06 Feb 2018
The International Olympic Committee (IOC) is forging a bold new path in advancing gender equality in the sporting arena and beyond, as the IOC Session received today an update from the Gender Equality Review Project. Following the IOC Executive Board approval of 25 bold and challenging recommendations, the IOC is leading the way in raising awareness of the importance of gender equality on and off the field of play.
From governance to human resources, to funding, sport and portrayal, the IOC is focusing on achieving tangible results to strengthen gender equality across the entire Olympic Movement through these action-oriented recommendations. The ultimate goal is to assist in removing barriers preventing women and girls from participating in sport at all levels.
Chair of the IOC Gender Equality Review Project Marisol Casado said: “While recent years have seen improvements in gender equality in sport, we need more, and we need to do it quickly. These 25 recommendations aim to make substantial change and swiftly. The IOC is in a prime position to lead the way in bringing parity in gender equality, and today’s decision is a giant step forward toward achieving our objective.”
There are 25 recommendations: 8 in areas in which the IOC has already made significant progress; 8 of which the IOC will lead with an implementation plan currently under development; and 9 of which are for International Federations (IFs) and National Olympic Committees (NOCs) to lead. The next step is to publish the full report and develop an approach to undertake gender equality assessments within the broader Olympic Movement and beyond.
The Gender Equality Working Group was led by Casado, an IOC Member and President of the International Triathlon Union. She was joined by IOC Members, NOCs, and Summer and Winter IF representatives who had been selected for the leadership of gender equality efforts within their own organisations.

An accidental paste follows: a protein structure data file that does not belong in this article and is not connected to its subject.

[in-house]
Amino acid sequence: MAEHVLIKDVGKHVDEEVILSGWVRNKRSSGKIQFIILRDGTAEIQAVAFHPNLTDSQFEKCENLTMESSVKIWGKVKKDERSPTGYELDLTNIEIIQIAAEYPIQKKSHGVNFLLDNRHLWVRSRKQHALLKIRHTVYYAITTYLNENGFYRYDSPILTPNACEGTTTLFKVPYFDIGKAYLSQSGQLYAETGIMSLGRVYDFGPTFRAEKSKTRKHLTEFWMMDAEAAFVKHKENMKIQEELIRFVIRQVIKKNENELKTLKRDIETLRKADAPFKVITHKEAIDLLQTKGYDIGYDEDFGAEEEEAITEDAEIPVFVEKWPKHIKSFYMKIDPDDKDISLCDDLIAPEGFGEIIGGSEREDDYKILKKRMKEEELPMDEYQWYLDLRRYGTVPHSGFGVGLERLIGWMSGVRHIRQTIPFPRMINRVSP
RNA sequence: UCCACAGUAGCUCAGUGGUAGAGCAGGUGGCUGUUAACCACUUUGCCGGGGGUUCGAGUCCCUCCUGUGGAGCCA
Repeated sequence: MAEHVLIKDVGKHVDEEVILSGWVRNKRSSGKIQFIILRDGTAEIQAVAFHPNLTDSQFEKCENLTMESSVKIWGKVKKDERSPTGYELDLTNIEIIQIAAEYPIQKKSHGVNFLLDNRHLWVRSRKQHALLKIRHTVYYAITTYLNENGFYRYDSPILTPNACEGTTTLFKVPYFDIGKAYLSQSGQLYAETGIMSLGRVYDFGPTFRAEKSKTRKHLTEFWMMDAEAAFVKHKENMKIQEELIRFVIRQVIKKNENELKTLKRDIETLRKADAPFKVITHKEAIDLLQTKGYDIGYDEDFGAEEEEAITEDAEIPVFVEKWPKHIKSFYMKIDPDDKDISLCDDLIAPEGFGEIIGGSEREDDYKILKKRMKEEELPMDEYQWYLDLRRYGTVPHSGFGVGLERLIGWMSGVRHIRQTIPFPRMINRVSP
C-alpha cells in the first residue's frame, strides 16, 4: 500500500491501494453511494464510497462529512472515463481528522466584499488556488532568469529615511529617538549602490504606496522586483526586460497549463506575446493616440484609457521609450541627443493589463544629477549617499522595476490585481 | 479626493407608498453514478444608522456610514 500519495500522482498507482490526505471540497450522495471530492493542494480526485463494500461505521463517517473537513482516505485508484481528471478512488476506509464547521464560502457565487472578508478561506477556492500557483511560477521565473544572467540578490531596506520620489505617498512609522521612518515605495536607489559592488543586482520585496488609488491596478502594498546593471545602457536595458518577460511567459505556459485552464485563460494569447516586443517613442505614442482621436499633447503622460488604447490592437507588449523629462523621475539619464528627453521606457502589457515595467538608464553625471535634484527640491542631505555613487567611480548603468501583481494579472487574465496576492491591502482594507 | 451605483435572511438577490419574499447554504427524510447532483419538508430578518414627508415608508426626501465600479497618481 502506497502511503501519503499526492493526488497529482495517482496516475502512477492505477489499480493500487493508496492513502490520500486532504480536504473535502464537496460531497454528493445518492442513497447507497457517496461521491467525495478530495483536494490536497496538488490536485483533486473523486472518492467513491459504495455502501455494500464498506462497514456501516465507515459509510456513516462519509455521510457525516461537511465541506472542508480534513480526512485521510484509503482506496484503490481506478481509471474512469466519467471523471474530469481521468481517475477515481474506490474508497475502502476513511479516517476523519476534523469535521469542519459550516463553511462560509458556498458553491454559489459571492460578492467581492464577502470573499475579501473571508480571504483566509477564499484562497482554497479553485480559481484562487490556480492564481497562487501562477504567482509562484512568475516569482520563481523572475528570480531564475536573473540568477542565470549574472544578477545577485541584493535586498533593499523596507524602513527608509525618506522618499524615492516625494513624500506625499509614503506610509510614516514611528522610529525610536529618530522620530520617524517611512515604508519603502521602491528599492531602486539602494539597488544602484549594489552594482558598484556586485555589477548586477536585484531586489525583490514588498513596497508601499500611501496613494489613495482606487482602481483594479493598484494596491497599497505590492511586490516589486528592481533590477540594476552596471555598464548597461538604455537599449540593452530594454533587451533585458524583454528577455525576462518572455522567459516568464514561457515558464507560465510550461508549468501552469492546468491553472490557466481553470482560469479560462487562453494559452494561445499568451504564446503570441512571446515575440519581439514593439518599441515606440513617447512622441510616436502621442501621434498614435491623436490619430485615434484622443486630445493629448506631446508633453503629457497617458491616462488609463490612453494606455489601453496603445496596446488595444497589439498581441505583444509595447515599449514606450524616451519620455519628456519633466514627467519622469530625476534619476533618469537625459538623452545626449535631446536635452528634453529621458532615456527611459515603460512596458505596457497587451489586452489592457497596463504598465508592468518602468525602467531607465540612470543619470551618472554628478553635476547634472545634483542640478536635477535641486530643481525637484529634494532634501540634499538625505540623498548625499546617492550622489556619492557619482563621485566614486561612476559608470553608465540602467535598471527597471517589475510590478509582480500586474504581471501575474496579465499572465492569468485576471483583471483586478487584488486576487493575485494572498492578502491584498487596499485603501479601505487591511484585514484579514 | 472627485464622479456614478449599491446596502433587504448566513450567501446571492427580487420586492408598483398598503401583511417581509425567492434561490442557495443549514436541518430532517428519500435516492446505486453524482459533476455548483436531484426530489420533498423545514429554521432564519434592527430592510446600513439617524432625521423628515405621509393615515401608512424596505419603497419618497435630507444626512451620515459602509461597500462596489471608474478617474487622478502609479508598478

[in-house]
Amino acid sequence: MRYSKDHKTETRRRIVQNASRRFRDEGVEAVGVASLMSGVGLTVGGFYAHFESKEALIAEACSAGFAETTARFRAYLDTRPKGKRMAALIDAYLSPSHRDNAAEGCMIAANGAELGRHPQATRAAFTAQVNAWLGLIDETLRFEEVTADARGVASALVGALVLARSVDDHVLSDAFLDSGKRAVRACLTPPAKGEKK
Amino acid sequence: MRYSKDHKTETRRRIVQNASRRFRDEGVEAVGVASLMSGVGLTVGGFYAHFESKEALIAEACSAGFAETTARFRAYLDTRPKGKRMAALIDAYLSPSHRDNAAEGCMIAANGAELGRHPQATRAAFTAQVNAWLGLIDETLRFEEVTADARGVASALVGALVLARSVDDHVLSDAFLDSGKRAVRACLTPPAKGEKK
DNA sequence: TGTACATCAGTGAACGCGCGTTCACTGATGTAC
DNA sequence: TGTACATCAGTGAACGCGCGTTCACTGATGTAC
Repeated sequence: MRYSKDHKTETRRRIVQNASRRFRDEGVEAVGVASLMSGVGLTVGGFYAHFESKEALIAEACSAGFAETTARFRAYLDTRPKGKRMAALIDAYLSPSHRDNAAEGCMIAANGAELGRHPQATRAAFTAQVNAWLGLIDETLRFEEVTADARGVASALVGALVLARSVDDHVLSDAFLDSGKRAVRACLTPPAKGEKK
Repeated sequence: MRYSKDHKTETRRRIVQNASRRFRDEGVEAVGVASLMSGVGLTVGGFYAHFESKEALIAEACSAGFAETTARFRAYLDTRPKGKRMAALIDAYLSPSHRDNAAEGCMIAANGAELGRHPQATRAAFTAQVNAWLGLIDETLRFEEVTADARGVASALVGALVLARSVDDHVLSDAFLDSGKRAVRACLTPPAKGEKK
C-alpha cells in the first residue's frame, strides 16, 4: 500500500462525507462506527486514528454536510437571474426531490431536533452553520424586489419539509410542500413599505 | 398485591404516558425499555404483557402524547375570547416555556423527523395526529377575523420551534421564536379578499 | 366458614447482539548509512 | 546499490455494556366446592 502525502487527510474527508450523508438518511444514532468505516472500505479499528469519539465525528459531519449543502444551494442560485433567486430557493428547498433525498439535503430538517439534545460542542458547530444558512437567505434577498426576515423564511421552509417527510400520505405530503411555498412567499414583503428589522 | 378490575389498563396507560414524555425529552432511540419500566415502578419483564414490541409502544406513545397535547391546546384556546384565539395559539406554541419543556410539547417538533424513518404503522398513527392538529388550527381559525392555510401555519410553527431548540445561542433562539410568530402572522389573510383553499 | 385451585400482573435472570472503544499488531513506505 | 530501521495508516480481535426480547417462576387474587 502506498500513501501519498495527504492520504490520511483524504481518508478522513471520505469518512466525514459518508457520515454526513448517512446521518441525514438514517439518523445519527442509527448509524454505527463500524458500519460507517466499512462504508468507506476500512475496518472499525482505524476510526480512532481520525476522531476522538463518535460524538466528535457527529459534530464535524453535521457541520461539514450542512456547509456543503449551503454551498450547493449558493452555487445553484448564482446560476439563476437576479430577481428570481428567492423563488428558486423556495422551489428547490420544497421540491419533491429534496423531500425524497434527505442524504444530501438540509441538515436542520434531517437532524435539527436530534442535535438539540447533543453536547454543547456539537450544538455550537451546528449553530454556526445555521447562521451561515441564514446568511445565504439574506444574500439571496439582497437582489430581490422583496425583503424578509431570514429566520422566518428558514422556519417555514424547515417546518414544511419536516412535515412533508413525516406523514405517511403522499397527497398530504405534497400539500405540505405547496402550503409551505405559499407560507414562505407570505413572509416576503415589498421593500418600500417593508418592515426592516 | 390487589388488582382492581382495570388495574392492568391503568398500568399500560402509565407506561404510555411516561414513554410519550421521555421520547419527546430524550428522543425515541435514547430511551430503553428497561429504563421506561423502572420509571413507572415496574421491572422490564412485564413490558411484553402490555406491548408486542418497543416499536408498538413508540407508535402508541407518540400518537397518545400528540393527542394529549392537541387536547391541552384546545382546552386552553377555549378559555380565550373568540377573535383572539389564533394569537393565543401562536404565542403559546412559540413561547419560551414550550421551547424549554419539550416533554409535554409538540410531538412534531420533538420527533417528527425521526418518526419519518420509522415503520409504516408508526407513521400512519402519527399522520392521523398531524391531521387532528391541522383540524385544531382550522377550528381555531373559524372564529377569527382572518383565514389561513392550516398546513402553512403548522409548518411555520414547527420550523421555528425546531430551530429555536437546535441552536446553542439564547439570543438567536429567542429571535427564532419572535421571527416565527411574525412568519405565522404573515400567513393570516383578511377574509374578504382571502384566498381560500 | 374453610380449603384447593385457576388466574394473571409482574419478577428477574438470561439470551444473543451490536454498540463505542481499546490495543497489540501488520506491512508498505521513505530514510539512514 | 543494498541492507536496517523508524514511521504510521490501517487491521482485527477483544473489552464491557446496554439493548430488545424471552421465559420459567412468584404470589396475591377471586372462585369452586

These 25 recommendations aim to make substantial change and swiftly. The IOC is in a prime position to lead the way in bringing parity in gender equality.Marisol Casado
One of the key actions is centered around avoiding portraying gender bias and stereotypes. A pilot programme is already underway at the Olympic Winter Games in PyeongChang, where a set of principles and guidelines for balanced portrayal of both genders has been shared with IOC stakeholders. They have been asked to “road test” these guidelines in their own activities during the Games, and to share feedback and comment on their experiences.
Using this stakeholder input, the next step will be to build a robust set of gender portrayal guidelines that can be implemented widely. Closely collaborating with stakeholders in gathering and responding to their valued feedback will lead to a strengthened sense of ownership, and to enhanced implementation of the guidelines throughout the IOC and the wider Olympic Movement.
The IOC’s strategic objective around gender equality calls for growing female participation at the Olympic Games to 50 per cent. This significant, yet achievable, increase will build upon recent advances in gender parity at the Olympic Games. For example, in London in 2012, there was a 44 per cent female participation rate. Further expanding female participation, the Olympic Games in Rio de Janeiro in 2016 boasted the highest-ever number of women competitors, with female athletes comprising 45 per cent of total participants.
Further demonstrating progress, on the final day of the Games, equal numbers of women’s and men’s events will take place. This groundbreaking achievement represents a major stride forward, as both the 2010 Vancouver and 2014 Sochi Olympic Winter Games did not host any women’s events on their final days of competition.